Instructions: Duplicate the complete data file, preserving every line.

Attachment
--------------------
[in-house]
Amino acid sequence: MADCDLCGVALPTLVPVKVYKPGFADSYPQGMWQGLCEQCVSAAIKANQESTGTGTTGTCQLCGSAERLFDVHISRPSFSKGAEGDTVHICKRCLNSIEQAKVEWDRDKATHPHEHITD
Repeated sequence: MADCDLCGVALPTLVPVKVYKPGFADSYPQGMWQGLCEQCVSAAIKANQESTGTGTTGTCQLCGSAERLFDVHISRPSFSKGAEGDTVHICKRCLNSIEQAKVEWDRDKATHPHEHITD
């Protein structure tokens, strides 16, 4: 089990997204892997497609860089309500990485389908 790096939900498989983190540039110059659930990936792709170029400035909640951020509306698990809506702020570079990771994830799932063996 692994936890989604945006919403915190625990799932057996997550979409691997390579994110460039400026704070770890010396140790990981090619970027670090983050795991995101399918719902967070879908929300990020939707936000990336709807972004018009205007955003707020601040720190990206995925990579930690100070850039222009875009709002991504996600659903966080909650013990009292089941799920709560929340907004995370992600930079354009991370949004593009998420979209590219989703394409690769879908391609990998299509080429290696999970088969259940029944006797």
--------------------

[in-house]
Amino acid sequence: MADCDLCGVALPTLVPVKVYKPGFADSYPQGMWQGLCEQCVSAAIKANQESTGTGTTGTCQLCGSAERLFDVHISRPSFSKGAEGDTVHICKRCLNSIEQAKVEWDRDKATHPHEHITD
Repeated sequence: MADCDLCGVALPTLVPVKVYKPGFADSYPQGMWQGLCEQCVSAAIKANQESTGTGTTGTCQLCGSAERLFDVHISRPSFSKGAEGDTVHICKRCLNSIEQAKVEWDRDKATHPHEHITD
């Protein structure tokens, strides 16, 4: 089990997204892997497609860089309500990485389908 790096939900498989983190540039110059659930990936792709170029400035909640951020509306698990809506702020570079990771994830799932063996 692994936890989604945006919403915190625990799932057996997550979409691997390579994110460039400026704070770890010396140790990981090619970027670090983050795991995101399918719902967070879908929300990020939707936000990336709807972004018009205007955003707020601040720190990206995925990579930690100070850039222009875009709002991504996600659903966080909650013990009292089941799920709560929340907004995370992600930079354009991370949004593009998420979209590219989703394409690769879908391609990998299509080429290696999970088969259940029944006797």